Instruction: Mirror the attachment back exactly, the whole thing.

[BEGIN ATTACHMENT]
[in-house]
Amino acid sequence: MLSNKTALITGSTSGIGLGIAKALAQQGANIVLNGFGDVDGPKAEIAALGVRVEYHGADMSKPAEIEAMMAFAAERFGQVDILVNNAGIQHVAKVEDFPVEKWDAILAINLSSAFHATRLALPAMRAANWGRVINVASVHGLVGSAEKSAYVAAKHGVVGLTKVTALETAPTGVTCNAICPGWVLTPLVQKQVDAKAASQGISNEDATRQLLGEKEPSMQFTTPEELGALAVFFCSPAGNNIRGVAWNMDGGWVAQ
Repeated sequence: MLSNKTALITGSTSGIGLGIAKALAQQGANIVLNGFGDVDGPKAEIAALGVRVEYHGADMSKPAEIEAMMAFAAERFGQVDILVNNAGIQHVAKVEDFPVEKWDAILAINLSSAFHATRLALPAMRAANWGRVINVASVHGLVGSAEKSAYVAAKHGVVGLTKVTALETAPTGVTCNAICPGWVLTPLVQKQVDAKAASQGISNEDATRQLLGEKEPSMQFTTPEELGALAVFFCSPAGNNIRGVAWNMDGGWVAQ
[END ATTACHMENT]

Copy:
[in-house]
Amino acid sequence: MLSNKTALITGSTSGIGLGIAKALAQQGANIVLNGFGDVDGPKAEIAALGVRVEYHGADMSKPAEIEAMMAFAAERFGQVDILVNNAGIQHVAKVEDFPVEKWDAILAINLSSAFHATRLALPAMRAANWGRVINVASVHGLVGSAEKSAYVAAKHGVVGLTKVTALETAPTGVTCNAICPGWVLTPLVQKQVDAKAASQGISNEDATRQLLGEKEPSMQFTTPEELGALAVFFCSPAGNNIRGVAWNMDGGWVAQ
Repeated sequence: MLSNKTALITGSTSGIGLGIAKALAQQGANIVLNGFGDVDGPKAEIAALGVRVEYHGADMSKPAEIEAMMAFAAERFGQVDILVNNAGIQHVAKVEDFPVEKWDAILAINLSSAFHATRLALPAMRAANWGRVINVASVHGLVGSAEKSAYVAAKHGVVGLTKVTALETAPTGVTCNAICPGWVLTPLVQKQVDAKAASQGISNEDATRQLLGEKEPSMQFTTPEELGALAVFFCSPAGNNIRGVAWNMDGGWVAQ